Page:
Tuesday, September 26, 2006

Control Freaks

Here are two interesting articles that talk about how big media is attempting to maintain control over content and audiences. Cory Doctorow writes about High Def and how the media is forcing electronics manufacturers to bend to its will.

Jeff Jarvis gave the keynote address at the Video on the Net conference, talking about how the media landscape is changing. Here's a sample:
"We debated for decades in media whether content or distribution was king. Turns out, neither is. Conversation is the kingdom. Trust is king. You can’t own all the content. You can’t control all the distribution. It turns out that trying to do either is extremely expensive – and, in our post-scarcity media universe, ultimately futile. In the old, closed world of media, owning content or distribution gave you the advantage. It gave you control. Now it just gives you an unbearable cost structure that millions of new competitors – us – are not burdened with. So what should media’s relationship with all of us be? Are we competitors? Or are we partners? If conversation is king, then we must be partners. For the big guys are not in control of the conversation anymore. We are."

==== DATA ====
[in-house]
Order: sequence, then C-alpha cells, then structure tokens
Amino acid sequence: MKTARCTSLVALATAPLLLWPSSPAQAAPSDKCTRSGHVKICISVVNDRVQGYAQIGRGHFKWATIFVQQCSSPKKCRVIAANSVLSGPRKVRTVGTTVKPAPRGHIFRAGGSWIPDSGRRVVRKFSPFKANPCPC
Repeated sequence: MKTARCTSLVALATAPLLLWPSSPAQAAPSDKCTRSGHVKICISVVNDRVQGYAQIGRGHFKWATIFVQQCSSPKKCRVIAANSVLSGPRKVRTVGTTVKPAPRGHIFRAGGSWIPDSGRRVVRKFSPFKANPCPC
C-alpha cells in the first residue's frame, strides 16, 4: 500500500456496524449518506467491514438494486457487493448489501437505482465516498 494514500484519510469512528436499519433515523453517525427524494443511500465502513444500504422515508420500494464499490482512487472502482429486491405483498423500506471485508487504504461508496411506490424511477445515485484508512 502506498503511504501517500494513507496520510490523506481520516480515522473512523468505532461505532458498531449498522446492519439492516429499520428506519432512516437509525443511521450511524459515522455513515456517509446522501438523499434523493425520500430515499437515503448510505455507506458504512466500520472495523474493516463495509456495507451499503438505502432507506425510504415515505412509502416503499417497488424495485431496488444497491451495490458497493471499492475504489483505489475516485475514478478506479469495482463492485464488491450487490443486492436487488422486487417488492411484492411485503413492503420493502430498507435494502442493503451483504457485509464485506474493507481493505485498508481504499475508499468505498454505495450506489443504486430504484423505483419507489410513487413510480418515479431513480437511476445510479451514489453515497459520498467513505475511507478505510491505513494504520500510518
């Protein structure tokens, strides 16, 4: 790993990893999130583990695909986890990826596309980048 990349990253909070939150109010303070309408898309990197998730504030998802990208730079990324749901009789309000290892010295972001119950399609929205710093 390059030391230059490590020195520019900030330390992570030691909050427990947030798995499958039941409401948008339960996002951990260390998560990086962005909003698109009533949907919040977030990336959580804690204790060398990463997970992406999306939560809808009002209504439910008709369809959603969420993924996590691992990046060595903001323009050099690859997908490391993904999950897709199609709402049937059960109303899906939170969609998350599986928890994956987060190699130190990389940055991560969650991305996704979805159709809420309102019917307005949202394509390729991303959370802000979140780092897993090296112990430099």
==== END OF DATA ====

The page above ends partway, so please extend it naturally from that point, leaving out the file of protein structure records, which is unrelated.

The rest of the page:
And he offers an example of how the Net trumps traditional distribution:
"When Jon Stewart went on CNN’s Crossfire to kill it, bless his heart, he got, according to the head of the network, about 150,000 viewers that day. The next day, of course, it went up on iFilm, where it has been viewed 3.8 million times. Figures double that on Bittorrent et al. So compare: 150,000 on CNN versus 10 million on the network no one owns, our internet – and to a far younger demographic, by the way.

And, of course, YouTube is serving 100 million videos a day now.

The result: The old network is dying."

1 comment:

Anonymous said...

I didn't know you were a Cory Doctorow fan too. Here's some cogent stuff on copyright.